If you do make it onboard one of [% 329012 | | easyCruise’s Caribbean sailings %] or if you’re visiting the islands independently, here are some suggestions for activities in the Southern Caribbean.
EasyCruise spends Saturday and Sunday in Barbados. Bridgetown and some of the other areas shut down on Sunday, so if you can, arrange for your sightseeing day to be on Saturday. The bus terminal is a quick and pretty walk from the pier, and for 75 cents each way, you can ride in comfort up the West Coast to Holetown, Speightstown, the beaches, and various seaside restaurants.
I spent my Sunday at Holetown, enjoying the sun and eating flying fish at Cocomos, a beachside, open-air restaurant. Harrison’s Cave is another popular attraction, but you’ll need a tour or a $50 round-trip cab ride to get there. Although I didn’t venture out in the evening, I heard that the places to go are the bars and restaurants in St. Lawrence Gap and the Boatyard in Bridgetown.
For more information, visit the website of the Barbados Tourism Authority.
St. Vincent was pretty much dismissed as the least exciting of all the easyCruise destinations. I opted to do easyCruise’s kayaking-and-snorkeling excursion, which was great fun. You can kayak into a bat cave and snorkel from an isolated black sand beach.
Other travelers chose to share a cab to tour the island and see the sets of Pirates of the Caribbean in Wallilabou Bay. In town, you can also explore Fort Charlotte and the botanical gardens, though you may need a cab to get there. Villa Beach offers a small strip of sand and dining options in a prettier setting than in Kingstown. A newly met Austrian friend and I enjoyed local fish at the Beachcombers Hotel restaurant, followed by a walk along the beach.
We visited Martinique during Carnival, so most of the island was shut down and our tree-swinging tour was canceled. Instead, we took the only option available to us and hopped a ferry to Anse Mitan, a cute beach with nearby bars and restaurants. We chose to have lunch a short walk away in Pointe du Bout, where you feel the French influence in the plentiful outside cafes and boutiques. On regular days, Martinique is an ideal place to rent a car or take an island tour.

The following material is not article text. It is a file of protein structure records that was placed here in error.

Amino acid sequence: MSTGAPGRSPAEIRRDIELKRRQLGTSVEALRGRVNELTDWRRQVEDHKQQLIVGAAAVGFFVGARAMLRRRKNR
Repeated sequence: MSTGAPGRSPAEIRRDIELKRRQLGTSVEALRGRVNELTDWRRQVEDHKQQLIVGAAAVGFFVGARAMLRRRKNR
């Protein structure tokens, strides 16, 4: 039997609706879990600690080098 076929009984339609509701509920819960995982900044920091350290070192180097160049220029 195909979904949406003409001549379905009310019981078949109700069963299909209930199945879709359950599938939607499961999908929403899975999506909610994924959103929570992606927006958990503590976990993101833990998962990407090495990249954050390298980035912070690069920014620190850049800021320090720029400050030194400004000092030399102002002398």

For more information, visit the website of the Martinique Promotion Bureau.
The tiny Grenadine island of Bequia is a tropical paradise, yet the small main street has shops, markets, bakeries, Internet cafes, and restaurants. Most visitors take a water taxi to Princess Margaret or Lower Bay beaches, where you can indulge in some sunbathing or grab a beer or ice cream at a nearby bar. Others take an open-air taxi (you sit in the back of a truck—very fun) to the other side of the island to relax on more secluded beaches or to visit the Old Hegg Turtle Sanctuary. A trip to see the turtles is definitely worth doing, if nothing else than for the views along the road. As an alternative, easyCruise’s schooner trip to Mustique gets high marks for its plentiful food and beverages, deserted beaches, and snorkeling. Travel time is one to two hours one-way and occasionally the seas can be rough.
At night, everyone gathers in the restaurants and outdoor bars lining Bequia’s Belmont Walkway, a sidewalk of sorts along the back edge of the beach. We sipped cheap cocktails under a palm tree at the Frangipani, then ate curry at the Gingerbread. After dinner, we headed to Tommy Cantina, where the food and drinks are cheap and plentiful and a soca band provides nonstop energetic music. If you like to dance, this is the place to be; if you don’t, be warned that the local men don’t like to take no for an answer.
We were lucky enough to have a driver supplied by the Grenada Board of Tourism, but I would recommend renting a car or taking a tour to see the island. We stopped at two waterfalls with swimming holes, a spice plantation, a tiny organic chocolate factory, a rum factory, and Morne Fendue—an old plantation house where you’re served a scrumptious homemade lunch made from local ingredients. St. George’s sports a fort and a lively market (don’t miss the shop in the nearby cruise terminal that sells passionfruit, banana, and mango wines and other local goodies), and the interior rainforest offers fabulous hikes, often to stunning waterfalls. Or, you can take a cab to Grand Anse Beach or the less-touristed BBC (officially Morne Rouge) or La Sagesse beaches for a day in the sun. The Nutmeg is a popular stop for lunch or dinner.
For more information, visit the website of the Grenada Board of Tourism.
Most people do one of two things in St. Lucia. You can head north to the beaches at Rodney Bay or Pigeon Island, or you can head south for Piton views and rainforest adventures. Pigeon Island has ruins of a fort you can climb, as well as a beach, while Rodney Bay sports Reduit Beach, one of the island’s nicest strips of sand, and a slew of restaurants and bars for nightlife seekers. In the more sedate south, you can visit the drive-in volcano (not worth it), visit the Diamond Botancial Gardens complete with waterfall, or go trekking in the rainforest. Or, head to the beach at Anse Chastanet, where you can also book some snorkel time or a massage.
The sunset sail option from easyCruise offers unlimited rum punch; we heard it was quite the drunken event. For a truly local experience, eat a fresh seafood dinner at the Anse la Raye fish fry. Wherever you spend your evening, make sure to allot enough time to return to the ship because attractions can be an hour away from Castries, where the ship docks.
For more information, visit the website of the St. Lucia Tourist Board.
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